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    Brenda Danilowitz 167

  • Artist Biography

    Josef Albers

    German-American • 1888 - 1976

    Josef Albers was a German-American artist and educator, best known for his series Homage to the Square. His rigid, geometric works focus on the interplay of color and shape, and Albers is considered one of the fathers of both Minimalism and Conceptual Art. 

    Albers was born in Bottrop, Germany, and relocated to Munich in 1919 to study at the city’s Academy of Fine Arts. Albers began his career as an educator at the famous Bauhaus in 1922, first as a stained glass instructor and then as a full professor in 1925. Working at the Bauhaus brought Albers into contact with many other famous artists of the period, including Kandinsky and Klee. When the Nazis forced the Bauhaus’ closure in 1933, Albers left Germany and settled permanently in the United States. 

    For ten years, Albers (and his wife, fellow artist Anni Albers) taught at Black Mountain College, a progressive school in North Carolina. Between his time there and later at Yale University, Albers taught a number of artists who would later become quite famous, including Robert Rauschenberg, Cy Twombly, Eva Hesse, Ruth Asawa and Richard Anuszkiewicz.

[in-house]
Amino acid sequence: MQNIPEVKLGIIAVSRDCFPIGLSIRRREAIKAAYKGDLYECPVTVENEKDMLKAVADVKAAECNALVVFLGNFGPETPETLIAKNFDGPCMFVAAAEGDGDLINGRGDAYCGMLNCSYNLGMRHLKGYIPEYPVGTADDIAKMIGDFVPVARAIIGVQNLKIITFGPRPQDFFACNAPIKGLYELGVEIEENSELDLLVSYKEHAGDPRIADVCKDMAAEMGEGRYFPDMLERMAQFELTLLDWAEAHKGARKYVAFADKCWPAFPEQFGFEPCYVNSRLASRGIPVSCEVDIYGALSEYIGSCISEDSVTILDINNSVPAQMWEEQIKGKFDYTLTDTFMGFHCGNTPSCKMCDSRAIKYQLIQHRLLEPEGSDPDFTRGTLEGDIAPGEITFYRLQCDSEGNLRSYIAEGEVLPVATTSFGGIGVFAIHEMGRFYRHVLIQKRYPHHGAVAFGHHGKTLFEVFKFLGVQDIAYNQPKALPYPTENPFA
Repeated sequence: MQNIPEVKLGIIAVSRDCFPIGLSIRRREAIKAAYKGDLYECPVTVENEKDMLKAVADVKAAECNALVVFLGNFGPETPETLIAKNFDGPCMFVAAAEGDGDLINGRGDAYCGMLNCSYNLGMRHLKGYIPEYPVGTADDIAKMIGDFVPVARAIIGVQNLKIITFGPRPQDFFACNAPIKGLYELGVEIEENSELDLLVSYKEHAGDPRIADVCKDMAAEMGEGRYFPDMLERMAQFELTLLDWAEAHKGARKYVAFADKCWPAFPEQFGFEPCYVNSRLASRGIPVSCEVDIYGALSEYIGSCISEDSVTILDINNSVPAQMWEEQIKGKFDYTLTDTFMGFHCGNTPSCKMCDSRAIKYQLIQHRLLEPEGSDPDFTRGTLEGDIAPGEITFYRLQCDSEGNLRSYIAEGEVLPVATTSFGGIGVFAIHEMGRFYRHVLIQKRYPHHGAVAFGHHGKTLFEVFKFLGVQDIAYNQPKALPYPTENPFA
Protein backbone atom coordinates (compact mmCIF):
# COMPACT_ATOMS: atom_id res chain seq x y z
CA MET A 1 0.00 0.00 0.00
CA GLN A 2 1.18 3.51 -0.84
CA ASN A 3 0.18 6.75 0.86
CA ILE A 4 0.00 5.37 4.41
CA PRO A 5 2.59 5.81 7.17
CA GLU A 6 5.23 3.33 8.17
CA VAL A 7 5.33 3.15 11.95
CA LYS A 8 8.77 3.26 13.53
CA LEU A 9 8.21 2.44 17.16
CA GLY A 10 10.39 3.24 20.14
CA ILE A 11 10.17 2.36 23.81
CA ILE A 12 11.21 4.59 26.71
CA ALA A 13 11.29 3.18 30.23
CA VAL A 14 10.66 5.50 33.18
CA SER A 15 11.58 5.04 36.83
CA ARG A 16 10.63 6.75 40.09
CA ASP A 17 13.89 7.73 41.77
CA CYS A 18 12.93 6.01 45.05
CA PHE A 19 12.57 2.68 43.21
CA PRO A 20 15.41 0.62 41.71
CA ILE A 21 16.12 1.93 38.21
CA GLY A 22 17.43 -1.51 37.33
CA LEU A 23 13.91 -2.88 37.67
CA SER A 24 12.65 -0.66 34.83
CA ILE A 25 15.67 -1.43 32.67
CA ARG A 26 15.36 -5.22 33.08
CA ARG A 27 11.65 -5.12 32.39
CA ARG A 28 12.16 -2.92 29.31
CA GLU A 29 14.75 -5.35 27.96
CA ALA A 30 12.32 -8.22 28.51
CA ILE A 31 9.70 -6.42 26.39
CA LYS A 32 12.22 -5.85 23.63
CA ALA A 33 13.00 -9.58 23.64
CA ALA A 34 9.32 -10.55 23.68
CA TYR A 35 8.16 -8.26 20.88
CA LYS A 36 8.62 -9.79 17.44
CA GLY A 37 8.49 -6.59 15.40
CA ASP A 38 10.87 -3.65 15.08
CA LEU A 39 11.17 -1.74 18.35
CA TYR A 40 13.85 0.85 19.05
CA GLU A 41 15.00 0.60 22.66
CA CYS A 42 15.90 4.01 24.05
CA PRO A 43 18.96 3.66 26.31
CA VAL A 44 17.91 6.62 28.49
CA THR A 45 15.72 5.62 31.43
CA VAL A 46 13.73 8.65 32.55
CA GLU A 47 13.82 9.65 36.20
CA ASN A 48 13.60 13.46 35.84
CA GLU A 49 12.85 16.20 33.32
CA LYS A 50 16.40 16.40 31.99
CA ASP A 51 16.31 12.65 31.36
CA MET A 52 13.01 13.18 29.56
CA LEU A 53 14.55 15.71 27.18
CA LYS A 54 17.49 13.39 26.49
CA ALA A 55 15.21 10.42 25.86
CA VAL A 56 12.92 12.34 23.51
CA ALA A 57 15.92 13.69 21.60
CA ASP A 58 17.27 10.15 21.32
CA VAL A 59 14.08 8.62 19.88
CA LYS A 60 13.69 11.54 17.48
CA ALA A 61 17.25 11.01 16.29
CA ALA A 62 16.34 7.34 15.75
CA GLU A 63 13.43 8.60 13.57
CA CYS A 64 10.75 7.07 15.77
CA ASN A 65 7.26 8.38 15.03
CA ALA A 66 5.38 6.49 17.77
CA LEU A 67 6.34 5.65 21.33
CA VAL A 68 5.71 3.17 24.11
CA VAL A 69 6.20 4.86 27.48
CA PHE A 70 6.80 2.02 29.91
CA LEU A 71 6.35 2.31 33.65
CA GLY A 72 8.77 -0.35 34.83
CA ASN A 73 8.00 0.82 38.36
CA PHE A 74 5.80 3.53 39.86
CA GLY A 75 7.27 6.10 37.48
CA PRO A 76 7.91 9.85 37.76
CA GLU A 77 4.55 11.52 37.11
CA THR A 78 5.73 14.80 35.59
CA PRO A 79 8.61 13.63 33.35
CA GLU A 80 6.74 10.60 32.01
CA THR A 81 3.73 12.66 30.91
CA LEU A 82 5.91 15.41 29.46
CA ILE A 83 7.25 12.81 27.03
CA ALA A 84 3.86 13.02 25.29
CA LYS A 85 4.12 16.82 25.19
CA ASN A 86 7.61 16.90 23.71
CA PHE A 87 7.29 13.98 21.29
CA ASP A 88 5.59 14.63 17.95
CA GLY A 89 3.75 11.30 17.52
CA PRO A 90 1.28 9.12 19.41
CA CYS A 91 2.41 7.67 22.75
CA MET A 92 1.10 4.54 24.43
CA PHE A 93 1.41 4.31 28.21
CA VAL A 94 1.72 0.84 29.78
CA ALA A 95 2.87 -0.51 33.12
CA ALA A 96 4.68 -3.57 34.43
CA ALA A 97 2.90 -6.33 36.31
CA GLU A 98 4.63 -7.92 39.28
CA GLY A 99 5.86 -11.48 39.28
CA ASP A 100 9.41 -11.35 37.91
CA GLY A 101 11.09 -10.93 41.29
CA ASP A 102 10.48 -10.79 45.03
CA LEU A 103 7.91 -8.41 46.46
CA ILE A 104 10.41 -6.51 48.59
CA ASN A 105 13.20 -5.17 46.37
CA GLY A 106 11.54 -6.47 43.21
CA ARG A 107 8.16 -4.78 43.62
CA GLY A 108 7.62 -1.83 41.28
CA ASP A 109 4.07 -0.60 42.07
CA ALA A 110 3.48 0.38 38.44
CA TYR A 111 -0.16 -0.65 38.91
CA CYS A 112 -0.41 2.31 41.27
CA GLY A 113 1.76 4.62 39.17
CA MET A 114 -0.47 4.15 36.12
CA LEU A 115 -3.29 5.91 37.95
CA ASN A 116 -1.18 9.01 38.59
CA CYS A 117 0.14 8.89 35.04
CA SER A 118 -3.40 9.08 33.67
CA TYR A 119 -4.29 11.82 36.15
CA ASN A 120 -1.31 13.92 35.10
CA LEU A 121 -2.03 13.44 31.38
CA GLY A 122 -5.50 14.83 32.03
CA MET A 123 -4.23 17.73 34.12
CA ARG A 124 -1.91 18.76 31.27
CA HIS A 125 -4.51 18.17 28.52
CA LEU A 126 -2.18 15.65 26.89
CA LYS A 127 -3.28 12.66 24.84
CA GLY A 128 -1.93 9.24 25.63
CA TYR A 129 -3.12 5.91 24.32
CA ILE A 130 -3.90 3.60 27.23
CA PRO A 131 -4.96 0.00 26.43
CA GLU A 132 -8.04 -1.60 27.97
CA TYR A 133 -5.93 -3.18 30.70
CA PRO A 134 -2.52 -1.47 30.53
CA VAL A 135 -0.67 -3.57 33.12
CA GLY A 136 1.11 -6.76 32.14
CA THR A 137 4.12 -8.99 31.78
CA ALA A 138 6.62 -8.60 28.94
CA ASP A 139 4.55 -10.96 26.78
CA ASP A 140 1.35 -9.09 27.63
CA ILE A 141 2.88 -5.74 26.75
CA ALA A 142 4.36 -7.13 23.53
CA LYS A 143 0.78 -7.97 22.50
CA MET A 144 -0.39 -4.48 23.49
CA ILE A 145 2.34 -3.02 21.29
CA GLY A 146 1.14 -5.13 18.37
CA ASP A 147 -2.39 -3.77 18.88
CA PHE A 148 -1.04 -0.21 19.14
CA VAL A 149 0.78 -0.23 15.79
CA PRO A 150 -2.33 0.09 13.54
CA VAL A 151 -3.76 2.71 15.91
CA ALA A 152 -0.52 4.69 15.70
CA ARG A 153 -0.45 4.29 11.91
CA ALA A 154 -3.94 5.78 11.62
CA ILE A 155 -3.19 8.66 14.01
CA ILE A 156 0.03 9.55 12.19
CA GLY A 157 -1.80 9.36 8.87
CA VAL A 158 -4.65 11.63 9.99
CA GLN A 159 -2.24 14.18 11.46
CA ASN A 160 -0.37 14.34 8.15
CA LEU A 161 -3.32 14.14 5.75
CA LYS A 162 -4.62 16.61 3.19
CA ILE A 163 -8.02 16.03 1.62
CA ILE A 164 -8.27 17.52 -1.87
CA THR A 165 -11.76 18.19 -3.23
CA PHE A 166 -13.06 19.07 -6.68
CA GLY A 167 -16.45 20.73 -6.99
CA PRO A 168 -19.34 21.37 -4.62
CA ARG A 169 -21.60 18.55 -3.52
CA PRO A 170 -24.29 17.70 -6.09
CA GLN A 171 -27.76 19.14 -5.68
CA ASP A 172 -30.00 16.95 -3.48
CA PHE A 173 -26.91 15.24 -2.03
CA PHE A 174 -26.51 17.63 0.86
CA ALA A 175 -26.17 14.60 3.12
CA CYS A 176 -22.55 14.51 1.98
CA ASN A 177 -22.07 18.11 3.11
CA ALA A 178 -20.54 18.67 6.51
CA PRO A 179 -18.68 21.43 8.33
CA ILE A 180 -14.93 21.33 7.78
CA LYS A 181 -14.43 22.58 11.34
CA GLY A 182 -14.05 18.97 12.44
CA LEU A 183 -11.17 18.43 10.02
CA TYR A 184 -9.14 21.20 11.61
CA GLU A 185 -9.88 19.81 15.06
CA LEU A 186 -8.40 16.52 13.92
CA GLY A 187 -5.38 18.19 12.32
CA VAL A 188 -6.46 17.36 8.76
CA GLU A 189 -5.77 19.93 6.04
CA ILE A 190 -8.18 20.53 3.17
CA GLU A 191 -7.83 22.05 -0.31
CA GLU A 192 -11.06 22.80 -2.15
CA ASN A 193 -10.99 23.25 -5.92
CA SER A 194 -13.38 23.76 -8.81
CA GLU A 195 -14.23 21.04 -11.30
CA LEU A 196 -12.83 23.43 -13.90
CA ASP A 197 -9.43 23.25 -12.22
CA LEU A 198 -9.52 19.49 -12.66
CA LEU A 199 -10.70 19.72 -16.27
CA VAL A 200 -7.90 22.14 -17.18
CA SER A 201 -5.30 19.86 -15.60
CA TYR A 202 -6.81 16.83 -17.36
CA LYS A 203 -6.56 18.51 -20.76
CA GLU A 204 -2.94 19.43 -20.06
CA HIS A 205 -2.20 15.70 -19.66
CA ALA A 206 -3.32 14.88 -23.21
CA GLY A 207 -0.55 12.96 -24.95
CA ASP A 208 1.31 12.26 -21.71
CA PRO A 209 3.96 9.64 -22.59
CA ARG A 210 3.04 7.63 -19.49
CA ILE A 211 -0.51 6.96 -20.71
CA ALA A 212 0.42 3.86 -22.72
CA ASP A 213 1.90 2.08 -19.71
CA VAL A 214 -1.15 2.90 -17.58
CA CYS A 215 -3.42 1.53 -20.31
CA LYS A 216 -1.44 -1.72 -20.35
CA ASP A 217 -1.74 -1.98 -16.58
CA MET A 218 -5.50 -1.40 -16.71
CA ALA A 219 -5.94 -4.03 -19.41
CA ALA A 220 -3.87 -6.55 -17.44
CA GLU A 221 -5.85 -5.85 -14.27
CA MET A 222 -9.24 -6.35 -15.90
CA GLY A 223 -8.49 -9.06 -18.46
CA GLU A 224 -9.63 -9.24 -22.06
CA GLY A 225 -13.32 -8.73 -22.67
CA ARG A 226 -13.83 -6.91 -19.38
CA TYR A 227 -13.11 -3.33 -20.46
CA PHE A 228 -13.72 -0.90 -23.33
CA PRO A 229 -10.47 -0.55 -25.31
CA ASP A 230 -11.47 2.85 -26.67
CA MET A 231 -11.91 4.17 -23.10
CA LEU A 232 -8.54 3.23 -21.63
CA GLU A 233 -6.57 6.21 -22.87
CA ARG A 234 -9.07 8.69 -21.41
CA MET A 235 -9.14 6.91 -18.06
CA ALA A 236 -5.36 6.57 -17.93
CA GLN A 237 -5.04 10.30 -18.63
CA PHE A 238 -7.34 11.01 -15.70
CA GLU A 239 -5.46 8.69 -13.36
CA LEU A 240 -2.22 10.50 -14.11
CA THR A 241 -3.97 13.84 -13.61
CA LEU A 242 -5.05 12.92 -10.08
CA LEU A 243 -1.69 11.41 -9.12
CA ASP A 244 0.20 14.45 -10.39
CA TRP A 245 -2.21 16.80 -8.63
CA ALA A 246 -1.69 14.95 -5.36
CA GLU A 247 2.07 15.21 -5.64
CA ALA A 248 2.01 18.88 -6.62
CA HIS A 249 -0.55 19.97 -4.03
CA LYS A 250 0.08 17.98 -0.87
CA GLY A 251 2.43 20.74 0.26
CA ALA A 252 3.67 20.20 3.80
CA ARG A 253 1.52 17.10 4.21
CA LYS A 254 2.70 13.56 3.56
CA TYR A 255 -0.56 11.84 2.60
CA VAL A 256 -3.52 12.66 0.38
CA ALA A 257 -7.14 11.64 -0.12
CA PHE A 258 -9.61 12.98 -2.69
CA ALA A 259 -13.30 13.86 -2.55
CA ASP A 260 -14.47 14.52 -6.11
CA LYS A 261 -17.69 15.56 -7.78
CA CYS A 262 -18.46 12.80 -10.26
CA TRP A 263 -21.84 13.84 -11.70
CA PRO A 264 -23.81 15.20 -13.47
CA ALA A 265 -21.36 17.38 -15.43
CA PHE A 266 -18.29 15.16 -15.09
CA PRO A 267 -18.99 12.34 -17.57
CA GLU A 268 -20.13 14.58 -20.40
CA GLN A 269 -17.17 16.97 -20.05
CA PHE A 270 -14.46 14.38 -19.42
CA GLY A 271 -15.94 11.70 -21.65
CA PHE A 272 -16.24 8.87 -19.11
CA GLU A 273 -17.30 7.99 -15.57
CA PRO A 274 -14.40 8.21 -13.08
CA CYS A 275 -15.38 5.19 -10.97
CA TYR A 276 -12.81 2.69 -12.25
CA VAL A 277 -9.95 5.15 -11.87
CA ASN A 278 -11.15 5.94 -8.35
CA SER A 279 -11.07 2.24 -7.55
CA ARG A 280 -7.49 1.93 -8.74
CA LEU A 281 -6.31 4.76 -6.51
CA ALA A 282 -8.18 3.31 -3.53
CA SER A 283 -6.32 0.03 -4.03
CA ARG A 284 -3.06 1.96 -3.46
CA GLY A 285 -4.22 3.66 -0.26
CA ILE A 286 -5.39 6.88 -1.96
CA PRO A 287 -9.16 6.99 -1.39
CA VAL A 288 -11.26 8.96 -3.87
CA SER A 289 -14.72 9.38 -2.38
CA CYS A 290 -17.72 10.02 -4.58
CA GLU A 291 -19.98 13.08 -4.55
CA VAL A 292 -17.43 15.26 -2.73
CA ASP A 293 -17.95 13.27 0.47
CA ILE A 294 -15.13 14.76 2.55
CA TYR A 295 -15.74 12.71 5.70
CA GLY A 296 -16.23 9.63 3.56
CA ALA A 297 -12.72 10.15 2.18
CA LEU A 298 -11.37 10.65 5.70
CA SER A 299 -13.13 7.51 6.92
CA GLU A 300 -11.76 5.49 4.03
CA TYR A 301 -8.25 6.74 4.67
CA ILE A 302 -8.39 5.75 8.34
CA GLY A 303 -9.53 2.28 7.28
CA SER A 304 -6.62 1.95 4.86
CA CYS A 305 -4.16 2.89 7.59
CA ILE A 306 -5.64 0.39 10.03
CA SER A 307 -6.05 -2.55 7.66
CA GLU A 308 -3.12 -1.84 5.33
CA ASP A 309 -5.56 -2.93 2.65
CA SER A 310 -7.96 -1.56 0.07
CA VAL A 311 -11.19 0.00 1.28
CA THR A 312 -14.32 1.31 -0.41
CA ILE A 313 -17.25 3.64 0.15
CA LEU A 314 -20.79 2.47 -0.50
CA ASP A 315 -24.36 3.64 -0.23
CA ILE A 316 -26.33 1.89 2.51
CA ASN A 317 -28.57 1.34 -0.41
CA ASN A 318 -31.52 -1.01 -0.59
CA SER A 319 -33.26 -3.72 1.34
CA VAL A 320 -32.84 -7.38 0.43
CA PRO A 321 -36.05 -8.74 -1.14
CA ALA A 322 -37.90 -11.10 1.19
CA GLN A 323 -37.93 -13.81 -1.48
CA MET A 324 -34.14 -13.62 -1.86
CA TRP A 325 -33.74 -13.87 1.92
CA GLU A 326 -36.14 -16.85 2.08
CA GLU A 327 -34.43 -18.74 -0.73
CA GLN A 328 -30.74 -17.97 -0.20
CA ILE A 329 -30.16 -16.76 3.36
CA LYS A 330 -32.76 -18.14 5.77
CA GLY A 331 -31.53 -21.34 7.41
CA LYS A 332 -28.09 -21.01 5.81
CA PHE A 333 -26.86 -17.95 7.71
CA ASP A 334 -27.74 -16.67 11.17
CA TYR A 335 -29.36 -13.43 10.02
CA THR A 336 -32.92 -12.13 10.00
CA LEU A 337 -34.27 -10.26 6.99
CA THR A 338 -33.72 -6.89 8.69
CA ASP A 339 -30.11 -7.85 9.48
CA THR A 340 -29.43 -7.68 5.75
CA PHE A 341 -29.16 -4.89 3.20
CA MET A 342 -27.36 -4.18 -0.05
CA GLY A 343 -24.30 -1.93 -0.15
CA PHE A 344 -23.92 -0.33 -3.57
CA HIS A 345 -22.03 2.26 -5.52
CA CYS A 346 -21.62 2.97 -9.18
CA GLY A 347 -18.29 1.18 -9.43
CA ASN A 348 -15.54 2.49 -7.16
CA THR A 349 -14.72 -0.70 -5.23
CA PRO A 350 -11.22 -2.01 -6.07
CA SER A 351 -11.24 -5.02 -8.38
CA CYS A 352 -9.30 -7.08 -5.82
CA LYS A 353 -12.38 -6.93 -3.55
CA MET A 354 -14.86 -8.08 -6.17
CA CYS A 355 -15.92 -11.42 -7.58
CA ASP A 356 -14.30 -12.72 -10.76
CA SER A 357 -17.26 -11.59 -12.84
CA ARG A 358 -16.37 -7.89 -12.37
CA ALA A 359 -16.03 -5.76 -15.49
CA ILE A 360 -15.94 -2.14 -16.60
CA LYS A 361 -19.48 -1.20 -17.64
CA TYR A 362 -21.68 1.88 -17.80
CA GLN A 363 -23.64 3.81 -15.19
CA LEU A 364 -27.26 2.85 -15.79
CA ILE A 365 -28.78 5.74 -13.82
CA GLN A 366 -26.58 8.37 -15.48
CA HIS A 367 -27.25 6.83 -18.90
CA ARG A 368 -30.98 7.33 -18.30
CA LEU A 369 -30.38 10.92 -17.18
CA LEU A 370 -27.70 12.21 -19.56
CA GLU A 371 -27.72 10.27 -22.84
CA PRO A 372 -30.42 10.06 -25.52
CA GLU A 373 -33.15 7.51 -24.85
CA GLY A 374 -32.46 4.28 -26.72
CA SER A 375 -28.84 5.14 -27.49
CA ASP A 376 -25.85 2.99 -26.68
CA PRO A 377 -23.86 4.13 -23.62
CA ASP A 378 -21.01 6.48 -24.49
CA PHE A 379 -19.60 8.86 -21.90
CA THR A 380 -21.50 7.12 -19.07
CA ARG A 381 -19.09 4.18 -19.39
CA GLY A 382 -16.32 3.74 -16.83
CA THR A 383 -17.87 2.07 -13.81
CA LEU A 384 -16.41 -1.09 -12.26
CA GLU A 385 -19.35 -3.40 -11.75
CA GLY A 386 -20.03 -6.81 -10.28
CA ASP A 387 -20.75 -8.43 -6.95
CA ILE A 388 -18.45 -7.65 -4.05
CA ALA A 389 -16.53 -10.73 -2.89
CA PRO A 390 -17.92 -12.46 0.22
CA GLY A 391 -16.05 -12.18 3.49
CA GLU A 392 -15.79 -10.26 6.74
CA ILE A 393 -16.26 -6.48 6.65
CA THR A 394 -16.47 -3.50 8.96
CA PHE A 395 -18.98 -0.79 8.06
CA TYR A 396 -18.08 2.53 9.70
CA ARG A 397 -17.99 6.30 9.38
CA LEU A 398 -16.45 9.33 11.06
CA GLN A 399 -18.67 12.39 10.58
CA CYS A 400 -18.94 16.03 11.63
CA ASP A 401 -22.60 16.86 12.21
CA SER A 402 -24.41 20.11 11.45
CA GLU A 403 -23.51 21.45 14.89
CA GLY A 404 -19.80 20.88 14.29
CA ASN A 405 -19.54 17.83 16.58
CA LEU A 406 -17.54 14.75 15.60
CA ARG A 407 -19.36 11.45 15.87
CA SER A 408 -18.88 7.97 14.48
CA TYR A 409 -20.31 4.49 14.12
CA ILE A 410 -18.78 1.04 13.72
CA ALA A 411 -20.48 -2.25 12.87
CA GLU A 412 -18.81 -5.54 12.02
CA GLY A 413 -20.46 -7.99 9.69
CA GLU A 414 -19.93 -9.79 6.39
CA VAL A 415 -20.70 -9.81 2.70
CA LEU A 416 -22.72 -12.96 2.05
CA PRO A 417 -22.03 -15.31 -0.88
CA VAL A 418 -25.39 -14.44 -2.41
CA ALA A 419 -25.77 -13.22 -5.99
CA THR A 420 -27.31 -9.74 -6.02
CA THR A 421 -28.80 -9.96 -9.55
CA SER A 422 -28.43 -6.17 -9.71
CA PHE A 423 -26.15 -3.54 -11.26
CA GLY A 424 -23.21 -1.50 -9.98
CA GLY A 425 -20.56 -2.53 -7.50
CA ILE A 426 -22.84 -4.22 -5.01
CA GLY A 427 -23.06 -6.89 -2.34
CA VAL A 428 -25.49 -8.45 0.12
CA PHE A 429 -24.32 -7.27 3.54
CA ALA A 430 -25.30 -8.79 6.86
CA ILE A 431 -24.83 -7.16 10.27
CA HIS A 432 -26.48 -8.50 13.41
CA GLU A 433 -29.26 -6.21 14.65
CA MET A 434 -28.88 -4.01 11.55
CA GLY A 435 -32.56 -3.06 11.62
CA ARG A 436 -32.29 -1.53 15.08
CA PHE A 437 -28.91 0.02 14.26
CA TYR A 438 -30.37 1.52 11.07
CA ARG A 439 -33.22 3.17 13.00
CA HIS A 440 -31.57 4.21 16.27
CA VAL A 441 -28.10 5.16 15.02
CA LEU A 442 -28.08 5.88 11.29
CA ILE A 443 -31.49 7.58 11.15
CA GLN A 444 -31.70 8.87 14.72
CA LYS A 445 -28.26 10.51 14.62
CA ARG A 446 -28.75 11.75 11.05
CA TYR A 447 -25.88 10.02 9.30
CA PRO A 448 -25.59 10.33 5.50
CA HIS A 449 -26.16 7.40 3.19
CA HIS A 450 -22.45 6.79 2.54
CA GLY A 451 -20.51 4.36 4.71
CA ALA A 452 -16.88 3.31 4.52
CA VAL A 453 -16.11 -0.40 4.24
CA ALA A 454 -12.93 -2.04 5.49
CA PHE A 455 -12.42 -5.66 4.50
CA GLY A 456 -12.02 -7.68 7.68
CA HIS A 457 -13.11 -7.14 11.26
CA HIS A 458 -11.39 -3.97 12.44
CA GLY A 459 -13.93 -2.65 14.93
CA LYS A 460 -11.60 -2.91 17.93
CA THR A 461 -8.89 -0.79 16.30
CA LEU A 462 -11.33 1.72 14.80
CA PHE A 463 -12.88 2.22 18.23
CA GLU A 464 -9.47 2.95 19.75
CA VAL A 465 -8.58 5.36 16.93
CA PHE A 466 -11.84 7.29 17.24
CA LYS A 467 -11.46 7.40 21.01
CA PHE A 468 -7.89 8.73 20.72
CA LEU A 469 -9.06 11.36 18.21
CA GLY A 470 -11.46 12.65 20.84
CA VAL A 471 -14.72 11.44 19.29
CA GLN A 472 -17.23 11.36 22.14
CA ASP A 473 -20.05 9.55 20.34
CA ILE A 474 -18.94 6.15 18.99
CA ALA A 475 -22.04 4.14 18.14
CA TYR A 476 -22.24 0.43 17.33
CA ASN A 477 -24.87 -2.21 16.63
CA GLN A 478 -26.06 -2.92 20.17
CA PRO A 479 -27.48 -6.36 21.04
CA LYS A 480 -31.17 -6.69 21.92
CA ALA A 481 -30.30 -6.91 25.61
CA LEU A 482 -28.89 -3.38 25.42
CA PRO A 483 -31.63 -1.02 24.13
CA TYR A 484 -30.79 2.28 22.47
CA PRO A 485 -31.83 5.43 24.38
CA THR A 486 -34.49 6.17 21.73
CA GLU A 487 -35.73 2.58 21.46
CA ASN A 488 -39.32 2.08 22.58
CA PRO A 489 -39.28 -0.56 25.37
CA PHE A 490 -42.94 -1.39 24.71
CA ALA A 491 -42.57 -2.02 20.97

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102

Concord, from Die Oberfläche (The Surface)

1965
Screenprint in colors, on Mohawk Superfine Bristol paper, with full margins, the sheet folded (as issued).
I. 11 x 11 in. (27.9 x 27.9 cm)
S. unfolded 12 1/4 x 24 1/4 in. (31.1 x 61.6 cm)

Signed, titled, dated and numbered 101/120 in pencil, published by Ives-Sillman Inc., New York, unframed.

Estimate
$4,000 - 6,000 

Sold for $5,670

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Editions & Works on Paper

New York Auction 21 - 22 October 2020